Above-ground standpipe acceptance: Flush test

Just like the underground pipes, the fire department connection piping also needs to be flushed to “remove any construction debris and trash.”

From the 2016 Edition of NFPA 14

11.2.2 Piping between the fire department connection and the check valve in the inlet pipe shall be flushed with a sufficient volume of water in order to remove any construction debris and trash accumulated in the piping prior to the completion of the system and prior to the installation of the fire department connection.

Above-ground standpipe acceptance: Hydrostatic test

Above-ground piping also needs to be hydrostatically tested for two hours at 200 psi or 50 psi more than system working pressure, whichever is greater. During this period, the piping should be visually inspected for leaks, and gauges must be monitored for any drop in pressure that indicates a leak. Much like the hydrostatic test of the underground piping, the test pressure should be read from the lowest point in the system or, since standpipe systems can have multiple vertical zones depending on the size of the building, the lowest point in each zone.

From the 2016 Edition of NFPA 14

11.4.1* General. All new systems, including yard piping and fire department connection piping, shall be tested hydrostatically at not less than 200 psi (13.8 bar) or 50 psi (3.5 bar) in excess of the system working pressure, whichever is greater for 2 hours.

11.4.2 The hydrostatic test pressure shall be measured at the low elevation point of the individual system or zone being tested.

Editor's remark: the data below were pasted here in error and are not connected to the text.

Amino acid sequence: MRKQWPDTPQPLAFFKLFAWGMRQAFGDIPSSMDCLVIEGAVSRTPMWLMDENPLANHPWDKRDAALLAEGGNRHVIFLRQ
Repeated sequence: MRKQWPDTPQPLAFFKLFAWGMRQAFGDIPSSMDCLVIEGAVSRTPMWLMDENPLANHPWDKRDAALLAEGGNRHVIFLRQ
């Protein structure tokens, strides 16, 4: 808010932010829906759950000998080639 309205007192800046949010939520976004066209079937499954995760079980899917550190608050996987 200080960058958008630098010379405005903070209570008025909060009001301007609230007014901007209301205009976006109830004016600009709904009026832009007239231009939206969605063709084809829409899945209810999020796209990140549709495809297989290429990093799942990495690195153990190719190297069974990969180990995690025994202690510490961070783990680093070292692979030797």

While some drop in pressure (and some corresponding degree of leakage) is permitted when hydrostatically testing underground piping, ostensibly no drop in pressure at the lowest system or zone gauge is permitted in above-ground pipe. There is an exception to this strict standard, however: If the temperature dropped significantly during the two-hour test, water could have contracted relative to air trapped in the system, causing a slight loss of pressure. What is deemed an acceptable pressure loss is a judgment call based on the temperature change, the size of the system, and whether there is any other possible reason for the loss (e.g., the presence of a visible leak in the piping). In addition, some pressure loss is naturally permitted at gauges read on higher portions of the system to account for gravity and friction.

Important note: An air pressure test can be temporarily substituted for a hydrostatic test if freezing temperatures make the latter impossible at the time:

From the 2016 Edition of NFPA 14

11.4.5 Where cold weather prevents testing with water, an interim air test shall be permitted to be conducted prior to the standard hydrostatic test.

11.4.5.1 An air pressure leakage test at 40 psi (2.8 bar) shall be conducted for 24 hours.

11.4.5.2 Any leakage that results in a loss of pressure in excess of 11/2 psi (0.1 bar) during a continuous 24-hour period shall be corrected.

This is only an interim measure; a full hydrostatic test will need to be conducted when weather permits.

In addition, acceptance hydrostatic testing is required of any existing standpipe system that is modified with new piping, though “modifications that cannot be isolated, such as new valves or the point of connection for new piping, shall not require testing in excess of system static pressure.” (14: 11.4.7.2)

Above-ground standpipe acceptance: Hose threads

Remember, different fire departments can use different size hoses (such as the use of 3” inlets in San Francisco and New York), as well as different types of threads or couplings (such as non-threaded, 5” Storz connections). Thus, one of the most basic acceptance tests for a new standpipe system is to make sure the connections are compatible with the equipment used by local authorities.

From the 2016 Edition of NFPA 14

11.3.1 All hose connection and fire department connection threads shall be tested to verify their compatibility with threads used by the local fire department.

11.3.1.1 The test shall consist of threading coupling samples, caps, or plugs onto the installed devices.